6. 6. 6called to request some type of loan assistance, the rec- Center report listed 36,000 complaints of lost docu-ommended course was to not make their mortgage pay- ments and inability to get a servicer response.ment for a series of months. This served to remove lin- HAMP applications stacked up. Treasury guidelinesgering doubt. called for a response and action within 30 days. The av- Limitations were in place in order to protect a range erage length of time homeowners sought HAMP modi-of interests having little to do with actual loans. These fications was 14 months.included maintaining off balance sheet status; pass If they didn’t qualify—and had been paying a lesserthrough tax treatment to avoid double-level taxation; amount during this period—they were billed the differ-and the need to match the timing of a trust’s income ence, with fees plus interest, in one lump sum.from mortgages with the timing of the payment to the A variation on this was for servicers to advise Bor-trusts. rowers not to make their mortgage payments while they PSAs—the governing documents between servicers were being qualified for modifications. This approachand investors—vary in the types of modifications al- would often be coupled with two tracks: while the loanlowed. Some allow only interest rate reductions. Some modification possibilities were being explored, foreclo-cap the number of loans that can be modified within a sure proceedings would be initiated (in the interest ofpool without consent from a third party (often 5 percent saving time).of the pool). Some limit the amount of the interest rate But the most egregious traps were coming to light:reduction, require a particular capitalization method for Foreclosures occurring even when Borrowers had madeamounts past due, or limit the number of loan modifica- every single mortgage payment. The seemingly safetions that can be made within a given year. terrain—pay the mortgage on time, keep the house— Some simply prohibit any modifications. Although would suddenly part, sending homeowners into a pit.there is a limited safe harbor for servicers to perform Whether by mistake or design, servicing error or fraud,loan modifications, many choose to avoid the risk of in- Borrowers would find themselves impaled on sharp-vestor suits—or Securities and Exchange Commission ened punji stakes below.action—by minimizing their modification activity . . . or The stakes took the form of compounding fees andby extending the processing time. charges. There was no appeal and little chance of es- Servicers often find themselves in competition with cape.investors for loan proceeds. In situations where there The traps worked this way. A mortgage paymentare insufficient funds to pay all parties in full, the ser- would be credited as being late. Maybe it had been sentvicer has the senior most claim on the loan’s proceeds. late; maybe it had been processed late—or not at all. In Not only are servicers the first at the trough: their any case, a late fee would be assessed, say, $75.share isn’t fixed. Worse (for investors): compensation This amount would be charged against the nextstructures encourage servicers to both inflate the size of month’s payment. Except that the Borrower didn’ttheir claims, while controlling what these claims are. know about this—he would tear off another mortgageSlow is good. Of the 5 million Borrowers who were de- coupon, and send in his regular payment.linquent in their mortgage payments, about a third had But this second payment wasn’t applied fully to thebeen ‘‘in process’’—and generating fees—for more than mortgage: it would be applied to servicing fees. So thea year. borrower would then be charged a fee for insufficient payment, and maybe a late fee on top of this. With two Search and Destroy. Lenders had not always been in late fees assessed, a broker price opinion (BPO) wouldthis position. For years, they’d enjoyed almost complete be required. A broker would drive by the house, snap afreedom, venturing out unopposed, setting mantraps. few photos, and offer an estimate of what he thoughtBut by December 2010 even their watchword that ‘‘no the house was worth. Cost: $250, charged to the Bor-unwarranted foreclosures have ever occurred’’ was un- rower. Fees and charges begin to accelerate.der attack. Force-placed insurance provided an additional rev- enue stream. Triggered by default, (or when servicers allowed existing policies to expire) it could be many The most efficient business model for servicers times more expensive that regular policies. Added to monthly payments, it boosted fees some more. It also was to opt for foreclosure. The trouble was, their created a conflict. Lenders owned both servicers and in- surers, and they received fees on the policies they pur- own interests were at odds with those of the chased on behalf of borrowers. Policies would occasion- ally be backdated, to collect premiums for time periods investors they were supposed to be serving. already passed. Within a short time these bloated to thousands of dol- lars. The Borrower would learn of this when he was contacted by a gunjy servicer, or when he received a Wrongful foreclosures had in fact been taking place foreclosure notice.for years. But as always, Borrowers had been too belea- Servicer records are difficult to obtain, and evenguered, too isolated, to mount a coordinated defense. more difficult to decipher and reconcile. It’s a tough Foreclosure kill spots took several forms: One in- proposition, even for an attorney. In times past, thevolved blocking or delaying Borrowers from modifying most common solution for the hapless Borrower wouldtheir loans, even if they qualified. The results were the simply be to pay up—or refinance, forking the differ-same: Borrowers were snagged, and investors picked ence to the servicers.up the tab. Declining home values had blocked this exit for And it was so easy: Just ‘‘lose’’ some papers and homeowners, but it didn’t change the long-standingroute calls to voice mail. A February 2010 HAMP Call practice. Servicer-driven foreclosures accounted for1-11-11 COPYRIGHT 2011 BY THE BUREAU OF NATIONAL AFFAIRS, INC. REAL ISSN 1944-9453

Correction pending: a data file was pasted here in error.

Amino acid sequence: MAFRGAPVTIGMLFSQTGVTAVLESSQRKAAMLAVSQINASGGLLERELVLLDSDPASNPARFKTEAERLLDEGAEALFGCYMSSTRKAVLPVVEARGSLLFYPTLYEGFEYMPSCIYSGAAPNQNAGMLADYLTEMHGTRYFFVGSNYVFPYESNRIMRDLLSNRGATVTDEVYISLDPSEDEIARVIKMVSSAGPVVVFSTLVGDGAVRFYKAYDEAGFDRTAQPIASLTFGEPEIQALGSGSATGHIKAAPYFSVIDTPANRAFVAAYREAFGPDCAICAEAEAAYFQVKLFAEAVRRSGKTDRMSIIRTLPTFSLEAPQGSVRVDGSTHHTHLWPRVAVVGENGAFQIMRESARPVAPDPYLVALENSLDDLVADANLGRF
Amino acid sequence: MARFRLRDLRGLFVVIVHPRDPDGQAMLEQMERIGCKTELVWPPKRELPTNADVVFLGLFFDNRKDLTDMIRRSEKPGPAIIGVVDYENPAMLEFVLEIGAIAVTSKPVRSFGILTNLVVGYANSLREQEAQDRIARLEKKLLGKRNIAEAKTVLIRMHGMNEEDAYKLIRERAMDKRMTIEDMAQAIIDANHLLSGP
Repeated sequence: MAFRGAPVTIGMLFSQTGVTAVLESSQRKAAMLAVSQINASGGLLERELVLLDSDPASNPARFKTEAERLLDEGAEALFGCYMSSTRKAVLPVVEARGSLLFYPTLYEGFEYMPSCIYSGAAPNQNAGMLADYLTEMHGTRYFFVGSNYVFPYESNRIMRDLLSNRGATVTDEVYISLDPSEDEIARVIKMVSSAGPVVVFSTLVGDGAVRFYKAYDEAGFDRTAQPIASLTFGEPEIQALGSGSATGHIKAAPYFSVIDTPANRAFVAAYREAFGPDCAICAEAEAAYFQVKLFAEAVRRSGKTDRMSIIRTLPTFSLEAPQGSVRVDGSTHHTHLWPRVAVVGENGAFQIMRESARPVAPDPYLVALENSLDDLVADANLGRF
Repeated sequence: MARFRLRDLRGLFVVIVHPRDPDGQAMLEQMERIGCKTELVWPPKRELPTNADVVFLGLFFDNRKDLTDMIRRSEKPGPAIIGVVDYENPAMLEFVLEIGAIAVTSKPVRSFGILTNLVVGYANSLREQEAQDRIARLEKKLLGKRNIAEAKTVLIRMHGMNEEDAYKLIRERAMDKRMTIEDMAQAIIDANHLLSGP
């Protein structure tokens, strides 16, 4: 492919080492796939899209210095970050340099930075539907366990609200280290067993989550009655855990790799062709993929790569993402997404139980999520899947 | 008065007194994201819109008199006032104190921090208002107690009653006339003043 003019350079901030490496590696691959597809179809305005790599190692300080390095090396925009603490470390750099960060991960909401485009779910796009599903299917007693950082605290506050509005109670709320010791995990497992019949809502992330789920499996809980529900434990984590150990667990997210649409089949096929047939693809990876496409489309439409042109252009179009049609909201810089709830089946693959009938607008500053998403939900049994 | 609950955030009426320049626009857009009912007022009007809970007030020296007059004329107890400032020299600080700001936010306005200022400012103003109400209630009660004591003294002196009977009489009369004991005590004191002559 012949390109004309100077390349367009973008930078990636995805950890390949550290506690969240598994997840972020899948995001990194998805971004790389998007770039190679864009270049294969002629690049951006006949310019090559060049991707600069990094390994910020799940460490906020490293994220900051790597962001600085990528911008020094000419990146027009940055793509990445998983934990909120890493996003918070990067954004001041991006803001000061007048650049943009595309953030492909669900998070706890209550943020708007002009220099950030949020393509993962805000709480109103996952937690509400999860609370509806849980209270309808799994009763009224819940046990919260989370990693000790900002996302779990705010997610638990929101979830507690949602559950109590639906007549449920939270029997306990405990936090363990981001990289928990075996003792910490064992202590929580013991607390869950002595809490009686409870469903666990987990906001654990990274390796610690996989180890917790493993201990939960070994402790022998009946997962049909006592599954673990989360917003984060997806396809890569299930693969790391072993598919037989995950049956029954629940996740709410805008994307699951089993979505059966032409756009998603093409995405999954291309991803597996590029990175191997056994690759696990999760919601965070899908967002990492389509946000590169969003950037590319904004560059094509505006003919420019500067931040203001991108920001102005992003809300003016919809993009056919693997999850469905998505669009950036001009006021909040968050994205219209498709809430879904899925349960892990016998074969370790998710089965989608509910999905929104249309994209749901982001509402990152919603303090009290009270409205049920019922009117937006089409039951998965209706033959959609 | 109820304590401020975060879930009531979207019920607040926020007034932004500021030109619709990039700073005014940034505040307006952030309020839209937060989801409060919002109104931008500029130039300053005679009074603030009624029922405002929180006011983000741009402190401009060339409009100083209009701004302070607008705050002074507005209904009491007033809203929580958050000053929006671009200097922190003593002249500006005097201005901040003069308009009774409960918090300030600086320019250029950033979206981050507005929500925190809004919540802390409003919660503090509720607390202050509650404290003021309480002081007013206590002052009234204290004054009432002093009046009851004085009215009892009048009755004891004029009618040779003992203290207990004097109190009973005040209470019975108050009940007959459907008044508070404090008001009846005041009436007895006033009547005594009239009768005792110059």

7. 7. 7about half the cases handled by foreclosure defense keep HELOCs in their own portfolios. Banks with ser-lawyers. The irony was that with the ocean of foreclo- vicing subsidiaries own 10 percent to 15 percent of thesures taking place, they went largely unnoticed. second mortgages on the firsts they service. So there is There were even more egregious foreclosures, horror a strong incentive for servicers to modify the firsts tostories from homeowners facing foreclosure who didn’t free up money for Borrowers to pay on the seconds.even have a mortgage; homeowners facing foreclosure For banks, the numbers were huge, and concen-from two different Lenders, simultaneously. trated. The Big Four (BofA, Wells Fargo, JPMorgan As more investigators entered the fray, patterns were Chase, Citi) held $423 billion of HELOCs with $151discerned. There were ‘‘Linda Green,’’ signatures. billion—more than a third—of this amount to Borrow-Green had worked for document processing company ers who were underwater, or close to it. The loans were,LPS and had been listed, variously, as an executive for in effect, unsecured.BofA, Wells Fargo, US Bank, American Brokers Con- If the seconds had loan-to-value (LTV) ratios greaterduit, National City . . . and dozens more. The amusing than 100 percent, it would stand to reason that the loanspart was that the ‘‘Linda Green’’ signatures bore little would be written off.resemblance to each other. Forged signatures, imper-sonation of an officer of a bank, improper conveyance But this would be wrong. BofA—with $41 billion ofof a mortgage into a trust: the charges mounted. underwater seconds—estimates that even if all of these And these all pointed to what had proven to be the loans defaulted, it would still be able to collect 85 centsmost effective weapon against Lenders: requiring them for every dollar prove that they actually had standing to foreclose. Rationale: Even after defaulting on a first mortgage, It had become a rallying point for Borrowers, a battle more than half of Borrowers continue to make paymentcry: ‘‘Show me the note.’’ on their seconds. And from a Borrower’s point of view, this reverse order makes perverse sense. Seconds have Friendly Fire on Foreclosures. Lenders managed to fire higher interest rates and are smaller, more manageable.on their own position, selling homes that they had fore- They also take a more liquid form, as HELOCs. Borrow-closed on—but didn’t own. Likely as a result of title ers’ loan payment priorities had emerged: car paymentschain verification errors—the spawn of MERS—Fannie first, then credit cards, then HELOCs. Mortgages couldMae was reported to have sold homes that it had not ob- wait. Like crying infants, the loudest and smallest aretained title to. Here was a simple story for the press. fed first. ‘‘Foreclosure sales,’’ a commercial broker com- An astounding figure: in 90 percent of the instancesmented, ‘‘are like catching a falling knife.’’ where a first was in default, the dollar amount of out- Foreclosure sales are final. The risk falls not on the standing HELOCs remained the same. Borrowers couldhome buyer, but on the foreclosing Lender. Deeds ob- be not paying on their firsts, but the amount availabletained through foreclosure sales are strongly protected. to them to borrow on their seconds was not reduced.The problems escalate when the underlying foreclosure Six percent of borrowers actually had their lines in-is flawed—as in the case where false affidavits have creased after they went into default, by an average of 20been introduced and accepted. percent. Often, the firsts and seconds were held by the The situation then becomes: Wrong Lender fore- same bank.closes on Borrower, but can’t take title. Wrong Lender And in the distance, watching this all, are the regula-sells to innocent buyer, who could be sued by the origi- tors. Although they have the power to force banks to re-nal Borrower. serve against the loans, they often choose not to. Perfor- Making matters worse, more accounts appeared of mance of the loans is what is crucial, not the value ofLenders selling foreclosed houses twice, to two sepa- the underlying property. Besides, there isn’t enoughrate buyers closing on homes Lenders didn’t have title money in the economy to write them all down ‘Trustees, Up!’ Trustees, like most poags (posted on a garrison), in theory have great responsibility, when in practice they do very little. They were supposed to over- Wrongful foreclosures had in fact been taking see servicers, but carveouts and indemnifications within PSAs limit the risk entailed by their supervisory place for years. But as always, Borrowers had role. In the rear with the gear, trustees could be suddenly been too beleaguered, too isolated, to mount called up and shoved into fighting holes. Reason: they certified to investors that the trusts contained the mort- a coordinated defense. gage securitizations—that they contained the trust as- sets. If the loans were not properly conveyed to the trust, the certifications they made were untrue. Inves- The Battle of the Seconds. Banks held a disproportion- tors who relied on the certifications could be under-ate number of second liens—home equity lines of credit standably chuffed.(HELOCs)—the part of Borrowers’ indebtedness that The biggest mortgage securitization trustees weremost often had been used for discretionary purchases. Bank of New York, Deutsche Bank, Wells Fargo, andIn order to get to the starting point of a first mortgage, U.S. Bank. There was some shifting of blame to ser-the second had to be written down entirely. Terminated. vicers, but it was never the servicers’ duty to get the In 2009 about 90 percent of residential mortgages loans into the trust.originated were securitized; over 75 percent of all resi- So, if the notes weren’t conveyed to the trust, anddential firsts are securitized. Most second liens, how- were not endorsed over to the trust, the trustees failedever, were not: 86 percent fall into this category. Banks to perform their duties. Servicers need only say thatREAL ESTATE LAW & INDUSTRY REPORT ISSN 1944-9453 BNA 1-11-11